Moneyball - Cinema Review

'Pitt is fine but this is a long way from his best and the kind of super-jock performance he's always been able to do in his sleep'

As a massive fan of Michael Lewis' book Moneyball: The Art Of Winning An Unfair Game I came out of Bennett Miller's adaptation impressed and satisfied. There's a lot in Lewis' book. A lot about baseball history, a lot about the ingrained psyche of a sporting world desperate not to change, a lot about the desire to win and how it can shape someone. Miller's film captures all of that. Beyond that even, it's the fantastical tale of the Oakland Athletics' 2002 season, something which even non-baseball fans will be able to see was a momentous sporting achievement.

At the same time as being impressed and satisfied though, I was disappointed. Miller's film has all of the same problems as Lewis' book. On the sporting side, there's the same lack of recognition towards the Athletics' three stellar starting pitchers, and the fact that Billy Beane's (Brad Pitt) theories failed to take their obvious talent and contribution to the team into account. There's also the failure of Lewis' book to conclude anything about Beane's own baseball career, Miller seeming to suggest that it just 'wasn't to be', which, amongst a film which reveres statistics so much, is hardly a verifiable scientific fact.

Screenwriters Steven Zaillian and Aaron Sorkin keep us here for too long too. There's a very obvious moment where the film could end on an uplifting note and another, a few beats later, where it gets a little more poignant. The 'pickin' machine' scene gets a chapter to itself in the book, meaning its brief inclusion here hardly makes any sense, ditto the mention of Bill James, whose involvement isn't explained, making his inclusion pointless. The conversation between John Henry (Arliss Howard) and Beane too, and several scenes that form the pre-amble to this scene, just doesn't need to be here, text on the screen at this point would have sufficed.

The Oscar talk also seems a little premature, and far too reverent. Pitt is fine but this is a long way from his best and the kind of super-jock performance he's always been able to do in his sleep. The script, likewise, is perfectly enjoyable but it isn't Sorkin-esque. Rarely do conversations ignite with his madcap machine-gun fire dialogue and on several occasions we slip into sporting expositional cliches; 'I want to win so bad', says Beane at one point, hardly a necessary statement.

Perhaps the impression given off here is one of disappointment where the reality was anything but. Equally, Moneyball's flaws were, to me, obvious, although making a film this enjoyable out of book based largely on the innovative use of statistics must be commended.

Look further...

'[Bennett] Miller... has managed to craft a sports movie that sits happily alongside the likes of Friday Night Lights, Raging Bull and Drive, He Said in so much that they transcend perception, and ought to appeal to an audience ambivalent towards or unfamiliar with the sports at the centre of their narratives' - Hope Lies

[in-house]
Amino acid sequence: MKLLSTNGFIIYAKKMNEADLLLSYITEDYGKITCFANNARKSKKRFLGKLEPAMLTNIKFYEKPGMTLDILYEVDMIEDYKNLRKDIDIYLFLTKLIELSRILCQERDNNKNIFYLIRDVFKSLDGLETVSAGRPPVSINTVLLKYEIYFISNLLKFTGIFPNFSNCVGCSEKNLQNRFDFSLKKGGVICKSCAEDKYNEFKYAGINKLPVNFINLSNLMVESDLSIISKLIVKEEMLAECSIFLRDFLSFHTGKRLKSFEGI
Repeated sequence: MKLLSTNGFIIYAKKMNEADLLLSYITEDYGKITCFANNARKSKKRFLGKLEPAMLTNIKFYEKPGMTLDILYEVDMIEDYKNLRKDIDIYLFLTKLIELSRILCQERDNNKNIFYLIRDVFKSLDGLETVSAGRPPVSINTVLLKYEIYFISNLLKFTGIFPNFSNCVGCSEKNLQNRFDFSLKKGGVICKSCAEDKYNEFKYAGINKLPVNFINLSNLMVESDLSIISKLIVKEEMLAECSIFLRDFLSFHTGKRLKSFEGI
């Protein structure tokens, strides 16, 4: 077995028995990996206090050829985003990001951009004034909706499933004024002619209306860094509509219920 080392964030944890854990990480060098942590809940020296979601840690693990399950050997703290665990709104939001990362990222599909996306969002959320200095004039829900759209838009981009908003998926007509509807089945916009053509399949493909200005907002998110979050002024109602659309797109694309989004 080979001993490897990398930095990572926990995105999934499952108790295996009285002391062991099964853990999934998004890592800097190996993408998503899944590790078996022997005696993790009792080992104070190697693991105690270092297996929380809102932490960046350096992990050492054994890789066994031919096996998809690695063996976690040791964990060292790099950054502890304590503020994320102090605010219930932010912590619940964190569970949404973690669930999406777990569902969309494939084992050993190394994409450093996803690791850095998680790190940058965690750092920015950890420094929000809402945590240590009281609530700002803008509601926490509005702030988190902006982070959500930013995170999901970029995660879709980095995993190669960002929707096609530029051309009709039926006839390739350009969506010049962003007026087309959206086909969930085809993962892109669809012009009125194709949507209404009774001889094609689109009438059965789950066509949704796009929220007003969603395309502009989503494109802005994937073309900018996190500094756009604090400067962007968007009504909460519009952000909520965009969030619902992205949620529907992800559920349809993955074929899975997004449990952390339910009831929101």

1. I didn’t love this but I have to say I really liked how everything came together real well, especially Pitt’s performance. He’s getting older day by day and keeps on looking more and more like Robert Redford but he is owning just about everything he’s apart of. Good review.

  2. Saw this yesterday and I enjoyed quite a bit, certainly one of the better films I've seen in the last few months. Was impressed by all in the film (although like Beane's management style, it kept away from the player's inner lives which would seem to be just as interesting a topic for the film to cover).

    I haven't read the book and I'm not familiar wth the mechanics of baseball at all (bottom of the ninth?) but it was consistent, a bit low key especially compared to other American sports dramas like Any Given Sunday (which I love) but I appreciated that aspect of it. Came away very interested in the minutiae of sports business (something I've always been interested in). Good film.

  3. Dan - the Redford comparison is a good one. Part of the reason they work so well in SPY GAME is due to their similar styles. I'm looking forward to catching up with THE TREE OF LIFE and seeing how he does in that.

    desertofreel - To be fair to your first point, the book does that as well really so I can understand the film not prying in to that area but yes, there are huge amounts of material there (I think David Justice was Mr Halle Berry) at one point). Like this, a book called GAME OF SHADOWS should fascinate even non-baseball fans.

    Bottom of the 9th: a baseball game has 9 innings. Each team have a turn batting during an inning; the away team bat first in the 'top', the home in the 'bottom'. The bottom of the 9th is the last inning of the game. Agree that the low key aspect of it is a major plus.

  4. I haven't seen this yet but want to. The whole concept of moneyball intrigues me and having followed the success of it and seen what the Oakland Athletics achieved I'm interested to see how that translates to the screen. Good review.